Guest Blog Author Tim Fedak

We are delighted to welcome Tim Fedak – a Curator and Palaeontologist based at Nova Scotia Museum – to our blog! Tim has been waiting ever so patiently for access to Charles Lyell’s Notebook number 104, documenting his visit to Nova Scotia in 1842 to view the geology and fossil trees at Joggins, and which ushered in a new era of geology….

 

 

 

 

Today, Nova Scotia is well known among geologists around the world for its important geology.  The Joggins Fossil Cliffs UNESCO World Heritage Site has a world class interpretive centre and regular tours of the famous fossil forests. The importance of that site, as well as the Cliffs of Fundy UNESCO Global Geopark on the northern shore of the Minas Basin, both find their beginning in 1842.

Joggins Fossil Cliffs, a UNESCO World Heritage Site on the shores of the Bay of Fundy, Nova Scotia.

 

In July and August of 1842, Charles Lyell was visiting Nova Scotia for a month of geology, to engage the local geologists and to examine the fossil forest that everyone, including Darwin would come to hear about.  The interactions he had and the insights he gained from walking along the shores of the Bay of Fundy shaped his observations and convictions about ancient trackways and life in the Coal Age.

Cliffs of South Joggins, Figure 18 from Charles Lyell’s Travels in North America, Vol 2. 1845.

Sir. William Dawson was born and raised in Pictou, Nova Scotia but he had studied at the University of Edinburgh in 1840-41. He was still just a young man passionate about geology and fossils when Lyell visited the province, and they shared insights and views of geology. When Dawson published his iconic Acadian Geology in 1855, he noted in the introduction:

The year 1842 forms an epoch in the history of geology in Nova Scotia. In that year Sir Charles Lyell visited the province, and carefully examined some of the more difficult features of its geological structure, which had baffled or misled previous inquirers.“  p6.

Dr. Ebenezer Fitch Harding, a community physician in Windsor, Nova Scotia, was another local geologist that Lyell interacted with, accompanying him to the geology sites and mud flats of the Minas Basin, Bay of Fundy in the summer of 1842.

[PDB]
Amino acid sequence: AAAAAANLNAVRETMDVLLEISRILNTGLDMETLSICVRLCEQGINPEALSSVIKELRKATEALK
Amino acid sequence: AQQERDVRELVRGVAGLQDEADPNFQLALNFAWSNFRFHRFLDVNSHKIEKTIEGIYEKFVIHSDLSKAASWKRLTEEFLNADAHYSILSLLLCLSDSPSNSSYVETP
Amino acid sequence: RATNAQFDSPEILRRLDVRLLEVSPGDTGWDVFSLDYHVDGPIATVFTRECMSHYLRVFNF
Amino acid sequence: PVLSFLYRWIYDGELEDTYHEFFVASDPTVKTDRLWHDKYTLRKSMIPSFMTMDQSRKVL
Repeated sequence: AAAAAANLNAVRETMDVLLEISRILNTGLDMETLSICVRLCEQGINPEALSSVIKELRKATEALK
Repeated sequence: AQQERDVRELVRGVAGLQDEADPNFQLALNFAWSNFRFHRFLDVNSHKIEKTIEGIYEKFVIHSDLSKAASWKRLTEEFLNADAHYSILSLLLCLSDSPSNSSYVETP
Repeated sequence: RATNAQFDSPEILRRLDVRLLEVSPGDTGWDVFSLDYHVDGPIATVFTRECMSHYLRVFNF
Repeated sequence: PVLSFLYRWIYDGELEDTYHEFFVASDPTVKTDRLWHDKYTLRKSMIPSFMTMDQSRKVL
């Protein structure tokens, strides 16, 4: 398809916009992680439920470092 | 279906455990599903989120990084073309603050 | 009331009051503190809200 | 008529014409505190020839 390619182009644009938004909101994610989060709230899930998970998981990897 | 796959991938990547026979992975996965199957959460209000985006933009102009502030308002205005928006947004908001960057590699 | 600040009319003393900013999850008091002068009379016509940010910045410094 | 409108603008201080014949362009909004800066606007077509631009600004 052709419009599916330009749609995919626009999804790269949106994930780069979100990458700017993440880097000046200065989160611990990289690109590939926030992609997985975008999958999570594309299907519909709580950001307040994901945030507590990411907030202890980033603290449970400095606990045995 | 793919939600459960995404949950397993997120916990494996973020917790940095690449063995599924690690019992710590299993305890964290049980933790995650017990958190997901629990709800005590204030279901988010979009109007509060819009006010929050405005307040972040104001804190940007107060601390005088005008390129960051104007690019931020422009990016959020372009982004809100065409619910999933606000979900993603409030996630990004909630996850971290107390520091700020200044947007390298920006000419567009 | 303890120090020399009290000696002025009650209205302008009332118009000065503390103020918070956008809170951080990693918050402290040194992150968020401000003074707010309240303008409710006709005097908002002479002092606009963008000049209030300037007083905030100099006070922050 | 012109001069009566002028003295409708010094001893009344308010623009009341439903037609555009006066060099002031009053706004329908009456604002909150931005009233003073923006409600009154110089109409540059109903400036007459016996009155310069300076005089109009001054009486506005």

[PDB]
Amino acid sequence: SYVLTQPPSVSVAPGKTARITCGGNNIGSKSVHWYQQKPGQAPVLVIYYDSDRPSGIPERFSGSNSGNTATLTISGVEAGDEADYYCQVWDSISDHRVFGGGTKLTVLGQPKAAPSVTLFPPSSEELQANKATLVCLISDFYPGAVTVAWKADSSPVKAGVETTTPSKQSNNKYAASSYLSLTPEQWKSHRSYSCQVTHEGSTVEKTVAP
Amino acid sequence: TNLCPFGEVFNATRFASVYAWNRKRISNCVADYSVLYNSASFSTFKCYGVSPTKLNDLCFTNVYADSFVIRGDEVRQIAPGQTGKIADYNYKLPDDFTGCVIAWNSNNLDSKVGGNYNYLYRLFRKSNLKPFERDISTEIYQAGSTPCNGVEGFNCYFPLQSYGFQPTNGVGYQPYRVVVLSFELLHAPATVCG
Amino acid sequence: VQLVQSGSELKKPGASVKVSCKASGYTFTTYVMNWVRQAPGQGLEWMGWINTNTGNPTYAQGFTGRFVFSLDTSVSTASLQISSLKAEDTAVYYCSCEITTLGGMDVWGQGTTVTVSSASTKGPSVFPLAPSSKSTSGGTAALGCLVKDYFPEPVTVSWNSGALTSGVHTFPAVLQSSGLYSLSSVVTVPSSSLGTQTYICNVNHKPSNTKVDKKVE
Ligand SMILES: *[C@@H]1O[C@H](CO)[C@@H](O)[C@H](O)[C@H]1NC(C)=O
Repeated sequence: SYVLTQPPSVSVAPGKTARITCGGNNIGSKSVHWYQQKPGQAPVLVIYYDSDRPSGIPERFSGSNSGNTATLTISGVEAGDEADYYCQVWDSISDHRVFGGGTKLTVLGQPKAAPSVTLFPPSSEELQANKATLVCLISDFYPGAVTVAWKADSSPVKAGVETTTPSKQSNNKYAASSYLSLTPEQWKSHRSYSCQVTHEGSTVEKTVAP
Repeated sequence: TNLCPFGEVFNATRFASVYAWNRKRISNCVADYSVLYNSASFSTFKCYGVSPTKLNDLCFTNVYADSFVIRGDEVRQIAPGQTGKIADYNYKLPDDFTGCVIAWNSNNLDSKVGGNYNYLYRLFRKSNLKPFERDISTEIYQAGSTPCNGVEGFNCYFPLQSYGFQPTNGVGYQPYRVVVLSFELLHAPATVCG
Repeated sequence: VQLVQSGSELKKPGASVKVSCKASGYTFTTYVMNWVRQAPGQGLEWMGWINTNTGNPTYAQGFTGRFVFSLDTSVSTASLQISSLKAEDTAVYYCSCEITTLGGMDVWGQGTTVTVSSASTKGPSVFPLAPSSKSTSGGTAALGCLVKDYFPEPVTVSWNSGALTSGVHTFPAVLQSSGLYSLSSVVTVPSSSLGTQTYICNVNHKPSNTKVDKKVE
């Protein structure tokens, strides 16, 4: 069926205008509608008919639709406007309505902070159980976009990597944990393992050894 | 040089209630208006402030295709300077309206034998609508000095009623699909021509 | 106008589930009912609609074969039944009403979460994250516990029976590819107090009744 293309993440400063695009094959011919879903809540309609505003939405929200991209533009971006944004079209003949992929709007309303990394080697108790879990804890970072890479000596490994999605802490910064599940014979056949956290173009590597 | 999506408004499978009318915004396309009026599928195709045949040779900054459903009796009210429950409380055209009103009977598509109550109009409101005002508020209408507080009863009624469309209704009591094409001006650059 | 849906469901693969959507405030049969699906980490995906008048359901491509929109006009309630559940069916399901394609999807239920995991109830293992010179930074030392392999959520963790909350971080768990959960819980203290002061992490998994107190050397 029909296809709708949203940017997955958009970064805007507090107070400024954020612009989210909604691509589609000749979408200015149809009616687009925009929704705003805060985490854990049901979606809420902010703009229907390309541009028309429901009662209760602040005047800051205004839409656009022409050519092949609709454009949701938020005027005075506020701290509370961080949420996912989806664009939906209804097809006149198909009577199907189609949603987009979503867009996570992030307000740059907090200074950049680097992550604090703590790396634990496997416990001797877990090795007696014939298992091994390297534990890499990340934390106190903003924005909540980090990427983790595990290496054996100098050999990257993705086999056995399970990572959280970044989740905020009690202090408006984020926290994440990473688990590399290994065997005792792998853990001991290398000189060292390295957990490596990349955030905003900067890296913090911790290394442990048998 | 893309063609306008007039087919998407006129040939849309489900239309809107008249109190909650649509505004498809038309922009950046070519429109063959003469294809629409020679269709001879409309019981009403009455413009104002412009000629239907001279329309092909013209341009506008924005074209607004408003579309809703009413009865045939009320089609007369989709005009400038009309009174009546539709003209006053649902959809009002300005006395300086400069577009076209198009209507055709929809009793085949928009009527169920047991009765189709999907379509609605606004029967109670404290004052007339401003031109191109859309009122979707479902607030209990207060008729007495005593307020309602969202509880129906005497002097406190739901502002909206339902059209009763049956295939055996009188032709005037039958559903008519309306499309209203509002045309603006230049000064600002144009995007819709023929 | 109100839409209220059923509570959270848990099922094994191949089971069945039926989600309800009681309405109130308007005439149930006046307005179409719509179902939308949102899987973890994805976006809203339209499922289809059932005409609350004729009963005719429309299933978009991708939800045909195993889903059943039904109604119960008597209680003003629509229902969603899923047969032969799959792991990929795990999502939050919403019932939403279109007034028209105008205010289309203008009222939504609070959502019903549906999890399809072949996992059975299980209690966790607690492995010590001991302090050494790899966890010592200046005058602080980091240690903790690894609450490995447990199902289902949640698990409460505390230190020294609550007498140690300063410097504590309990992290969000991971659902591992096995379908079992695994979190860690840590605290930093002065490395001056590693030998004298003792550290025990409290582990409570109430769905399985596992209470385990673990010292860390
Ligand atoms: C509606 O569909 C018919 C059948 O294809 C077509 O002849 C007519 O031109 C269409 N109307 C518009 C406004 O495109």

See more on this important period in Nova Scotia geology, including the links between Nova Scotia and Edinburgh, and Harding’s contributions to science in Tim’s article https://www.erudit.org/en/journals/scientia/2021-v43-n1-scientia05889/1078926ar/ 

Lyell’s trip to Nova Scotia is well described in Volume 2 of his ‘Travels to North America’ published in1845. However, when I first heard that the University of Edinburgh was attempting to purchase Lyell’s 294 Notebooks for archival research, I was immediately thrilled with the thought of what more he might have written during his visit to Nova Scotia. I then celebrated when the project was successful and have been waiting (somewhat) patiently since then.

In early September this year, I learned that Notebook 104 had been scanned and was now available online. I dropped everything and began to carefully make my initial examination of the notes and drawings of the scanned pages.  You can see my short presentation of some of the immediately interesting observations made about Notebook 104 at:

https://youtu.be/A1OxD0Hpqog

Joggins Sketch

The Joggins cliff sketch on page 48 was immediately of great interest and value. This illustration became the key that unlocked the understanding that the gypsum and limestone layers (now known as the Windsor Group) – were below the coal.

Detail of two preliminary sketches of the Joggins Cliffs in Lyell Notebook 104, p. 48.

Shubenacadie River

The notebook includes many important sketches of the work carried out along the Shubenacadie River, which included contributions from J.W. Dawson, William Duncan, Richard Brown and others.

Field Work, Travel Notes

I am interested in the people of geology and what it was like for them to carry out the work and attain their insights. I was particularly struck by the notes of the bags that Charles and Mary Lyell travelled with, and the supplies that they required. A very personal view into the travelling aspect of field work.

Mary Lyell

Mary Lyell being on this month-long visit to Nova Scotia is also incredibly interesting. It remains difficult to locate any records that describe her activities when they were apart. However, there are notes in Charles’ notebook, as well as in letters he wrote to Dawson that Mary was actively engaged in discussions of geology and conchology.

Extract from Letter from Charles Lyell, to William Dawson, Pictou, Nova Scotia, quoting “…Mrs. Lyell says…”

 

I am truly grateful for the opportunity that the University of Edinburgh and the project partners are providing in making these notebooks available for research. Here in Nova Scotia, this is a special way to celebrate 180 years since Charles and Mary Lyell where here exploring the geology and natural history of Nova Scotia.

I’ve mapped the Lyell’s travels in Nova Scotia using the information in Notebook 104, descriptions from Lyell’s Travels in North America, and links through to archived letters on this interactive timeline. Follow the hashtag #NS1842 and find additional information in this Tweet Collection #NS1842

Thanks Tim – it’s great to hear more about Lyell’s impact in Nova Scotia. We love your enthusiasm (and patience!).

 

“An epoch in history” – Charles Lyell in Nova Scotia 1842

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